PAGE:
I try to think of an instance where he might be correct. The best I can come up with are migrant workers harvesting tomatoes in the sweltering sun while being referred to as “greasers” by the natives. But no, not even that works very well because I have picked tomatoes in the hot sun, once right along side migrant laborers, and I still love landscape paintings more than any other kind. I am sure that the migrants, being like most other humans, enjoy landscape paintings too if they have any interest in art at all. (One of them I worked with was putting his children through college on money earned picking tomatoes.) In my experience, the people who don’t like landscape paintings are very urban in their backgrounds and prefer abstract art in all its many forms.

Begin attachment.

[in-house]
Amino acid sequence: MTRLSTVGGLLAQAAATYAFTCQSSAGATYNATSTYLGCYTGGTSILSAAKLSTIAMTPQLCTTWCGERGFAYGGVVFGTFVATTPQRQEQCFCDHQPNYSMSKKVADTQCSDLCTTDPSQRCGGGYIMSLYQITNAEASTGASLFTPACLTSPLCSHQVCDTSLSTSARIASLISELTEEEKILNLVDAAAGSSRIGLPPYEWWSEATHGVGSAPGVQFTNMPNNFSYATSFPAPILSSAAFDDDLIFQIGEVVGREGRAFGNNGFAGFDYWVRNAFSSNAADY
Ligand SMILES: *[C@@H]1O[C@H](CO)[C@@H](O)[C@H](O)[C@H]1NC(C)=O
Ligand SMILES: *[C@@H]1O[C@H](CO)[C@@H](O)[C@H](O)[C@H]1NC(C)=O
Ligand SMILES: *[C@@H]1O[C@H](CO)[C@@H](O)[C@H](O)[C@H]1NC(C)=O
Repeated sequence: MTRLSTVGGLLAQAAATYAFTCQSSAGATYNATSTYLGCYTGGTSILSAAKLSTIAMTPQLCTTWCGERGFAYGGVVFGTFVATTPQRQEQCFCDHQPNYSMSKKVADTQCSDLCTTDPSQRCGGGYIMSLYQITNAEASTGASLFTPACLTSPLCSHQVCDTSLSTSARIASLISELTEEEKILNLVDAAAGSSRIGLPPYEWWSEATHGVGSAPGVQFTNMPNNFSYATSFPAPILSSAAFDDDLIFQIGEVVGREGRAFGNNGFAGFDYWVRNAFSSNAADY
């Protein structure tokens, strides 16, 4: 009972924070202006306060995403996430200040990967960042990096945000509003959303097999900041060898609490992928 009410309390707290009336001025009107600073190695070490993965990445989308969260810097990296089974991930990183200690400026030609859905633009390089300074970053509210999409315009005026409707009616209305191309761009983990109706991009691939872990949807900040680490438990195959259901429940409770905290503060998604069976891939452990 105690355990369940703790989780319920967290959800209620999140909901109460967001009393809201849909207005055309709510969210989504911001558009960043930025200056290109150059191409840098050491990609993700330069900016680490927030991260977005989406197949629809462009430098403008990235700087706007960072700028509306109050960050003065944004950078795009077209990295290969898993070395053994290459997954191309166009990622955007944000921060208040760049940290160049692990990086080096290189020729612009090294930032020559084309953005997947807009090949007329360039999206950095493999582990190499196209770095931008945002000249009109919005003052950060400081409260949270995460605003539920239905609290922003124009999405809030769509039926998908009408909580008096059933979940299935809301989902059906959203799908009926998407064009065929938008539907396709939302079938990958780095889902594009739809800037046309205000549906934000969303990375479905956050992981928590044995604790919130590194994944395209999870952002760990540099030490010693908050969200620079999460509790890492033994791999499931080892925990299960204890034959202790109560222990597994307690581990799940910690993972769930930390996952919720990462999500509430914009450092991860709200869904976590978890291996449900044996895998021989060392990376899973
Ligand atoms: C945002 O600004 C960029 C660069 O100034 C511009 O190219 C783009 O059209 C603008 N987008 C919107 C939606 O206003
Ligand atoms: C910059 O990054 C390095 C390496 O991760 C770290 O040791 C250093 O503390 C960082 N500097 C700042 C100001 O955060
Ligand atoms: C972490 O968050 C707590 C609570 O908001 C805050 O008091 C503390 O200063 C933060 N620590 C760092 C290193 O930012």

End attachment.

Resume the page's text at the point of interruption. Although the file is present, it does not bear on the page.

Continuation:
The Basic Laws of Human Stupidity…


From CARLO M. CIPOLLA
Cantrip.org

The first basic law of human stupidity asserts without ambiguity that:

Always and inevitably everyone underestimates the number of stupid individuals in circulation.

At first, the statement sounds trivial, vague and horribly ungenerous. Closer scrutiny will however reveal its realistic veracity. No matter how high are one’s estimates of human stupidity, one is repeatedly and recurrently startled by the fact that:

a) people whom one had once judged rational and intelligent turn out to be unashamedly stupid.

b) day after day, with unceasing monotony, one is harassed in one’s activities by stupid individuals who appear suddenly and unexpectedly in the most inconvenient places and at the most improbable moments.

The First Basic Law prevents me from attributing a specific numerical value to the fraction of stupid people within the total population: any numerical estimate would turn out to be an underestimate. Thus in the following pages I will denote the fraction of stupid people within a population by the symbol σ.

THE SECOND BASIC LAW